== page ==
In my last blog we talked about encouraging free writing. Now, I want to talk to you about some parent friendly tips to revise and edit for school assignments and free-writing.
We're nourishing creativity, now let's encourage critical thinking and reinforce grammar rules/spelling.
1. Mistakes are Opportunities
Create a space that celebrates a growth mindset, recognizes that errors are normal, and provides opportunities to learn and grow. Instill in your student/child that mistakes are not bad- they are opportunities for growth.
2. Don’t Edit Too Soon
If your student/child is compelled to ask you a grammar or spelling question in the middle of their writing, it may disrupt the quality and flow of their creative process and thus influence the final product. Encourage them to write without switching tasks and revise after the full thought has been documented (i.e., freewriting time first – revision second).
3. Give Resources
When it comes to editing, there are SO many things to look for and SO many rules too remember. I struggle with it. If it’s hard for me, someone who has been writing for 35ish years, of course it will be hard for a child who just learned to write their letters three years ago.
We can help our writers to be more successful with editing by giving them resources and modeling how to use these resources. Here are a few of good resources:
Education.com writing worksheets!
4. One Type of Edit at a Time
There is a lot of new information being digested by students at any given time. Make sure that the task at hand is not overwhelming by asking them to correct one facet of grammar/spelling at the time.
Use these acronyms to break up types of editing (and perhaps tackle one type per day/session):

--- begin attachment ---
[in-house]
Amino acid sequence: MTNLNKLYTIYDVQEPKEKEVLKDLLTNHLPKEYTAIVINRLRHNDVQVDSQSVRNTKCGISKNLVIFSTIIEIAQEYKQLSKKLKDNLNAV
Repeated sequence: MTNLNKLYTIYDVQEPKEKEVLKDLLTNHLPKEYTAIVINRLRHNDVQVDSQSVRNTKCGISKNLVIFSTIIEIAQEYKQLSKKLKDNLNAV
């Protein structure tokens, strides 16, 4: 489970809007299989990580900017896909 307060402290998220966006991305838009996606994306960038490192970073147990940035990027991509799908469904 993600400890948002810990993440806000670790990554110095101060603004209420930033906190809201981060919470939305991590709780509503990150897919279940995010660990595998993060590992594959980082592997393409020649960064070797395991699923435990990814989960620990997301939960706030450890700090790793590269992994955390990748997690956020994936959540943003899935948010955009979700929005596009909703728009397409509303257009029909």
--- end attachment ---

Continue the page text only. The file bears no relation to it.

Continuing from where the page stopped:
COPS - (more accessible for kids) capitals, overall, appearance, punctuation, spelling
ARMS - (editing) add, remove, move, substitute
5. Read Writing Out Loud
In my opinion, reading one’s writing out loud in the best way to identify mistakes. For younger students, you can make this fun by having them read to their favorite stuffed animals or action figures as their “audience”.
Make sure there is a pen nearby so that the student can indicate where they recognize mistakes while reading.
6. Don’t Edit for Them
It can be discouraging to see multiple corrections on a paper you were proud of and can instill the feeling that they are a “bad writer”. This is never the goals. Editing the paper for them does not make the student a better writer, it only makes that singular piece of writing better. Whether they learn from the corrections varies from student to student.
The more effective way to help a student with their editing is to choose 2-3 commonly misspelled words or grammar mistakes that the writer has made and not caught themselves correct it once and ask them to identify the same mistake as it appears throughout their writing. This is much more manageable and helps them remember the concept.
7. Remember, perfection Isn’t the Goal.
Encouraging students to be lifelong learners who can identify and overcome their mistakes autonomously is the goal!